Jesuit Social Services has conducted research into place-based disadvantage for more than 20 years, beginning with the ground-breaking Unequal in Life report in 1999.

We are pleased to announce that on 18 November we launched Dropping off the Edge 2021, the fifth report in the series that now investigates disadvantage in every community in each State and Territory across the country.

The report finds that a small number of communities continue to bear the brunt of multilayered disadvantage and experience disproportionate levels of unemployment, housing stress, early school leaving and other significant challenges.

Dropping off the Edge 2021 is our most comprehensive research yet, measuring disadvantage on 37 unique indicators and including intergenerational and environmental indicators for the first time. This includes teen pregnancy, children with no parent in paid work, heat stress, poor air quality, green canopy and access to nature reserves.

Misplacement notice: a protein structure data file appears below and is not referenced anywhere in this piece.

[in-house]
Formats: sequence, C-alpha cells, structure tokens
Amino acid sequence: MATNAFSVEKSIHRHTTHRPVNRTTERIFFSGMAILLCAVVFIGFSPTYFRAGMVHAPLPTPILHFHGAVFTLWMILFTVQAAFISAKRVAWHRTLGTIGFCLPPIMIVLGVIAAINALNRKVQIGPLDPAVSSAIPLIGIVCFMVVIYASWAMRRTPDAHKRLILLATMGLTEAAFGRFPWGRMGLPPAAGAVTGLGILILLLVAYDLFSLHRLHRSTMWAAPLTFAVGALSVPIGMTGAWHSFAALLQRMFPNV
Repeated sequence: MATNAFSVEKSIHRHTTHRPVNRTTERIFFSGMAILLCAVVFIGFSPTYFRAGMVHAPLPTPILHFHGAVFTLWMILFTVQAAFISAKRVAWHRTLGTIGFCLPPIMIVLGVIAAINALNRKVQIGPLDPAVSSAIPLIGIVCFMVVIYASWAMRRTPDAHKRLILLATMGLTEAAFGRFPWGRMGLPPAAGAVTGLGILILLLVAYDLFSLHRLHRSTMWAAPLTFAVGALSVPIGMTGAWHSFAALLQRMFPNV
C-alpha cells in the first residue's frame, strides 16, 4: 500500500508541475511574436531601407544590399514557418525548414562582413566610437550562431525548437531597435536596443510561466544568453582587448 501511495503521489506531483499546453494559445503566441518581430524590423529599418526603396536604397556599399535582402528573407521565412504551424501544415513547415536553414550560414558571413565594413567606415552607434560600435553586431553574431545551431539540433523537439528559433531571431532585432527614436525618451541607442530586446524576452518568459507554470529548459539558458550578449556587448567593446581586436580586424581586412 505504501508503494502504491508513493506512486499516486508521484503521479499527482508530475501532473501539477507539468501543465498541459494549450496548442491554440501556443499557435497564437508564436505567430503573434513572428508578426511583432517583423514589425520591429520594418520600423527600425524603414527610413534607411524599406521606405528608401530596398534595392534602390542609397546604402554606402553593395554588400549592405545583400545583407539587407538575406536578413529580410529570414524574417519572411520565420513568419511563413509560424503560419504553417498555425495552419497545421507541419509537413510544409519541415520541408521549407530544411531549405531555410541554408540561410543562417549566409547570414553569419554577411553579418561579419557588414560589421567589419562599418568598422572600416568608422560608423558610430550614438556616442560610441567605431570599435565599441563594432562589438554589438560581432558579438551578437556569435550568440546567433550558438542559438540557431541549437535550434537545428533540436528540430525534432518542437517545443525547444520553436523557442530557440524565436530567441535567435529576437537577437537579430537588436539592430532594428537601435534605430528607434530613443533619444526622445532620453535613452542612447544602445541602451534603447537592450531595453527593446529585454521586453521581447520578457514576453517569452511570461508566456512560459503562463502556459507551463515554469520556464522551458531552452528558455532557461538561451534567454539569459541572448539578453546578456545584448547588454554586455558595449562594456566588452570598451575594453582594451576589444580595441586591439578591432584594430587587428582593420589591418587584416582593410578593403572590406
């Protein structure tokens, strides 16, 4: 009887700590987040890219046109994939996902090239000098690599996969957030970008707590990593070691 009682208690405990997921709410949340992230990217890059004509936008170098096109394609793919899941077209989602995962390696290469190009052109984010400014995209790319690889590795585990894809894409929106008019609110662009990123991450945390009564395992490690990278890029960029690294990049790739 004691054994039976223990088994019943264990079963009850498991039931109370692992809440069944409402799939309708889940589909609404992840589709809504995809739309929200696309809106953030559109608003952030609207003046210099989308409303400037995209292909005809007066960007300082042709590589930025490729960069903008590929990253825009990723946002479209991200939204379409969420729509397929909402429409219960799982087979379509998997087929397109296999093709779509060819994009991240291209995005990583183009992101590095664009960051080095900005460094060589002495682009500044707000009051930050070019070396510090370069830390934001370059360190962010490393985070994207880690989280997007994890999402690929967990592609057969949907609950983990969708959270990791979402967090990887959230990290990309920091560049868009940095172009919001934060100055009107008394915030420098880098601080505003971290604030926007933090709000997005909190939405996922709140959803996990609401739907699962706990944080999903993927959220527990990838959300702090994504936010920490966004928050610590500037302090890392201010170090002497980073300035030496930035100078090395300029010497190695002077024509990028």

CEO Julie Edwards said the report paints a stark picture of the disproportionate distribution of disadvantage across Australia.

“This disadvantage is persistent and multilayered – for example the 10 most disadvantaged communities in Victoria, and nine of the 10 most disadvantaged communities in New South Wales, also ranked as highly disadvantaged in the 2015 report,” she said.

“Each of these communities has inherent strengths and resilience which we want to see fostered and supported so that people can flourish. For nearly 45 years, Jesuit Social Services has worked in a strengths-based way with people and communities to help them reach their potential.”

Jesuit Social Services will use Dropping off the Edge 2021 to advocate to State, Territory and Federal Governments for tailored, targeted and long-term work to create better outcomes for future generations.

Learn more about Dropping off the Edge 2021 at